Avoiding Digital Distractions to Get Homework Done

July 18, 2019 - Emily Newton

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Technology has a reputation as a source of constant distraction, especially for students who’d rather watch cats playing keyboards than finish their homework. While unregulated technology use can be a distraction, using some technology can benefit students when completing their homework. How can you allow the use of some technology while avoiding digital distractions so homework gets done?

The Problem of Multi-Tasking

Most students don’t focus the entire time they allot to do homework or study. Upwards of 80 percent of students surveyed reported they switch between studying, and digital distractions like social media, texting or television. This ‘continuous partial attention’ as it has been dubbed, means students don’t get the most out of their homework or study sessions.

Students that spend their time switching between studying and other tasks, have been found to have lower GPAs and test scores than those that focused on homework. With the problems that technology causes, how can parents ensure their students get the most out of their study sessions?

Music, But Only Familiar Music

Most of us plug in our headphones and crank up the tunes when we work or study. However, the choice of music can have a positive or negative effect on productivity and information retention. Listening to new music — something you haven’t heard and have to focus on — can be as bad as tweeting or texting during your study session, according to research.

On the other hand, quiet background music you’re familiar with can have a positive effect. It allows you to tune out background noise and other environmental distractions. Thus, you can focus on the task at hand. Keep the volume low and focus on familiar tunes. Spotify has more than a few ‘Study Jams’ playlists designed with this in mind.

Stop Micromanaging

The absence of micromanaging is important. While it may be a difficult task for parents to do when the child’s academic grades depend completed homework. Don’t cave. Choose to stop micromanaging homework time.

You want to create a homework self-starter.  Help your child understand the importance of homework so they happily buckle down and work on it themselves without you standing over them. This will teach your children how to motivate themselves to get their work done. In addition to helping them succeed in school, this skill will serve them well once they graduate and head out into the working world.

Don’t Ban All Technology

Locking up phones, computers and televisions might seem like a solution to preventing digital distraction, but that doesn’t work as well for modern students. Students might need to access Google to research information for a project. They might also need a mobile device to access a digital textbook or discussion forum as part of their homework.

You don’t have to ban all technology during homework time. You might want to consider investing in a program that limits the use of distracting websites like social media or YouTube during the afternoon. Some even give you the option to remotely approve sites as your student works. If you’ve blocked YouTube to prevent time wasted on adorable kitten videos, but your child needs to watch an educational video to complete their homework, you can simply unblock that particular video.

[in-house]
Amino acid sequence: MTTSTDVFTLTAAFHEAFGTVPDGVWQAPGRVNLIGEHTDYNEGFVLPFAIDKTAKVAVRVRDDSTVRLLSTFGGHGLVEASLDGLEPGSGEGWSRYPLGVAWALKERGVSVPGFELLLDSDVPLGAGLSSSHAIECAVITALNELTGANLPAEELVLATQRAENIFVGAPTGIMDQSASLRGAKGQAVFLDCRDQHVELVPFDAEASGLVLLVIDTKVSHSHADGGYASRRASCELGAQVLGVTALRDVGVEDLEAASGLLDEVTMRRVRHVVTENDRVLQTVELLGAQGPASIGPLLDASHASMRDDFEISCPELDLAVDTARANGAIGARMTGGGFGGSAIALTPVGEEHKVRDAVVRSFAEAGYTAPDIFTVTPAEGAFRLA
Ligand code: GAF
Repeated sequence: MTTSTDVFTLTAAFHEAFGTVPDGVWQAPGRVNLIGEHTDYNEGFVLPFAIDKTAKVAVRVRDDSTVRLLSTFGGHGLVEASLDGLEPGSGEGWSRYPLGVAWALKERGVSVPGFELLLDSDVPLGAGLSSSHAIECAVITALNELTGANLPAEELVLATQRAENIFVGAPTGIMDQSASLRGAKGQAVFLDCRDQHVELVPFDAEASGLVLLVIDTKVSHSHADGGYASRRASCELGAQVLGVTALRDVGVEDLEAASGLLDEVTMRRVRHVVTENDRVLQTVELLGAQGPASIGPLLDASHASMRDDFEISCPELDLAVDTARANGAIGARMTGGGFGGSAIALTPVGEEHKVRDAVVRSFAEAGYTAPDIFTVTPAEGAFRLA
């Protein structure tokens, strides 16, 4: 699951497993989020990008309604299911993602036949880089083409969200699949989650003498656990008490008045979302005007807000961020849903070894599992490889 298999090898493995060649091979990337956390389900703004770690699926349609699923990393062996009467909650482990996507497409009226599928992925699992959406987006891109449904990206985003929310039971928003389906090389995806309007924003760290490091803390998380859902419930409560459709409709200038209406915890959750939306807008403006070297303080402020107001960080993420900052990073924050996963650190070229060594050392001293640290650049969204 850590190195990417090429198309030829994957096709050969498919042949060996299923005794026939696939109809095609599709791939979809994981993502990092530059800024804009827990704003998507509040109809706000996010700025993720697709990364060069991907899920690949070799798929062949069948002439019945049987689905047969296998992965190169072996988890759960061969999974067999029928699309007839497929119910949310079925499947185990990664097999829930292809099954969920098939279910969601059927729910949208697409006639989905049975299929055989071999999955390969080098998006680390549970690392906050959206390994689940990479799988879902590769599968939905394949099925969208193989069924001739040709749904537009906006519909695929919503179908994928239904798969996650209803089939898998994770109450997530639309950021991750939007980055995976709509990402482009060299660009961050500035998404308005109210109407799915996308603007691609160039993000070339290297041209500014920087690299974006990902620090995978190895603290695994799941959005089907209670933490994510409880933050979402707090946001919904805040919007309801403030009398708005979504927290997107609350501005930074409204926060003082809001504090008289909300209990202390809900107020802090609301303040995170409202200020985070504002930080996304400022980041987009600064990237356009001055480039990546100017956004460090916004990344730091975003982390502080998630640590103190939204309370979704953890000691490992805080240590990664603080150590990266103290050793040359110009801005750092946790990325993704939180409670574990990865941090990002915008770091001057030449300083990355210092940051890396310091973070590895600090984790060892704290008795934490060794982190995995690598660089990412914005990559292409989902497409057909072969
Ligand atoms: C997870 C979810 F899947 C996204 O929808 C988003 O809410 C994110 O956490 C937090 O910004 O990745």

Yes, we did say not to micromanage your students during homework time. However, that doesn’t mean giving them free rein over the computer while they try to finish a project.

Change With The Times

Whether we like it or not, we live in the internet age. Technology is an integral part of the educational process. A one-year pilot program in California schools found an interactive algebra app was more effective in teaching students Algebra I and II than a traditional textbook-based curriculum. The iPad app featured a variety of different tools from instructional videos to real-time quizzes and homework help.

Gamifying education is another strategy that teachers are employing to reward students for their participation, dedication and progress. Examples include  progress stats based on completed homework assignments and test scores, virtual currencies, and “leveling up”. At the end of the day, the method that keeps students engaged in the learning process is the ultimate goal.  Reducing digital distractions by turning technology into a tool and learning into a game could be the way to keep students engaged.

Technology Shapes Our Learning

We have to change with the times when it comes to education. Technology shapes the way we learn, even if it also provides a nearly endless source of digital distraction. Stop micromanaging your children and teach them to learn to motivate themselves. Use the tools available, from parental control programs to digital textbooks, to use technology to shape the minds of the next generation so they do something amazing with the tools we take for granted today.

Revolutionized is reader-supported. When you buy through links on our site, we may earn an affiliate commision. Learn more here.


Emily Newton

Emily Newton is a technology and industrial journalist and the Editor in Chief of Revolutionized. She manages the sites publishing schedule, SEO optimization and content strategy. Emily enjoys writing and researching articles about how technology is changing every industry. When she isn't working, Emily enjoys playing video games or curling up with a good book.

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